The UK government has been accused of 'deliberately dragging its feet' over the question of protecting green lanes from damage by armies of Jeremy Clarkson fans in recreational off road vehicles.
The Joint Parliamentary Committee on the Deregulation Bill received more evidence and representations on the need for action on green lanes than on any other aspect of the Bill. It accepted that there is a serious problem with vehicle damage and its report urged action. The Government duly agreed that something must be done, but thus far their response has simply been to promise a new stakeholder group to advise on the green lanes issue.
According to the Green Lanes Protection Group (GLPG), an alliance of 21 walkers' and conservation organisations from the Campaign for National Parks to the Friends of the Lake District, this falls far short of the 'full public consultation' which it promised in its response to the Joint Committee.
The government is also failing to say exactly when the proposed stakeholder group would be set up and start work, and it says it expects the group to find a consensus solution to the problem of motor vehicles using and damaging green lanes.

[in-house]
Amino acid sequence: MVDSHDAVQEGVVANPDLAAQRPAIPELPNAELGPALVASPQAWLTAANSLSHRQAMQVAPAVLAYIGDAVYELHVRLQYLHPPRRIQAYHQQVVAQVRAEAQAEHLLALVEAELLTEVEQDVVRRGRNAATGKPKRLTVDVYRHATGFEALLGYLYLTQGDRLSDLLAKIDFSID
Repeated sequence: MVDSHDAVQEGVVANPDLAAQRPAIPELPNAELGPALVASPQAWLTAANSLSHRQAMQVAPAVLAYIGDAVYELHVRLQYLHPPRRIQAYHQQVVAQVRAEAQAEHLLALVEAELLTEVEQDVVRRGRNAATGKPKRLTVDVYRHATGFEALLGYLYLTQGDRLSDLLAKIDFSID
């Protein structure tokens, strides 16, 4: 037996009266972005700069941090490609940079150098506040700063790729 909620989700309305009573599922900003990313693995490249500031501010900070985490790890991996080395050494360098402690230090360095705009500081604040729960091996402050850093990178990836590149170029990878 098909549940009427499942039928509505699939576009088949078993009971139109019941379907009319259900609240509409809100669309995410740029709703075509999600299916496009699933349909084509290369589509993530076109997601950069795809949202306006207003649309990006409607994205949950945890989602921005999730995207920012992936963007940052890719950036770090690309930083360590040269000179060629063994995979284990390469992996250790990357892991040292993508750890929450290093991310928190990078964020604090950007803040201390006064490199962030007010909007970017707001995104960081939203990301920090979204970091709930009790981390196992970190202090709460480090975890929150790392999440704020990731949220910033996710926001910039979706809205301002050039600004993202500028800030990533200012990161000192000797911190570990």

GLPG believes that a consultation group made up of off-roading interests and organizations opposed to off-roading could never reach agreement, but would be doomed to fail and will simply be wasting time while the 'destruction' of green lanes continues.
Their evidence for this is that the current stakeholder working group advising Defra on rights of way decided to park the off-roading issue because, according to the GLPG, the members knew they would not be able to agree.
The campaign group is trying to get new rights of way clauses into the Deregulation Bill currently going through Parliament which would protect over 3000 miles of green lanes by classifying them as Restricted Byways. Restricted Byways cannot be used by motor vehicles, only by walkers, horse riders, cyclists and horse-drawn carriages.
GLPG spokesman Mike Bartholomew doesn't mince his words.
'The government knows they have to do something and they have said so' he said.
'But rather than mess about with what is bound to be a dysfunctional advisory group, they should show the kind of leadership which led to the end of off-roading on footpaths and bridleways under the 20016 Natural Environment and Rural Communities Act. If they must consult, then Defra should be drawing up its own proposals for new legislation and then go out to the full public consultation the government has promised. If Defra really thinks that a rights of way stakeholder group could reach agreement on offroading on green lanes then they must also have decided that pigs can fly.'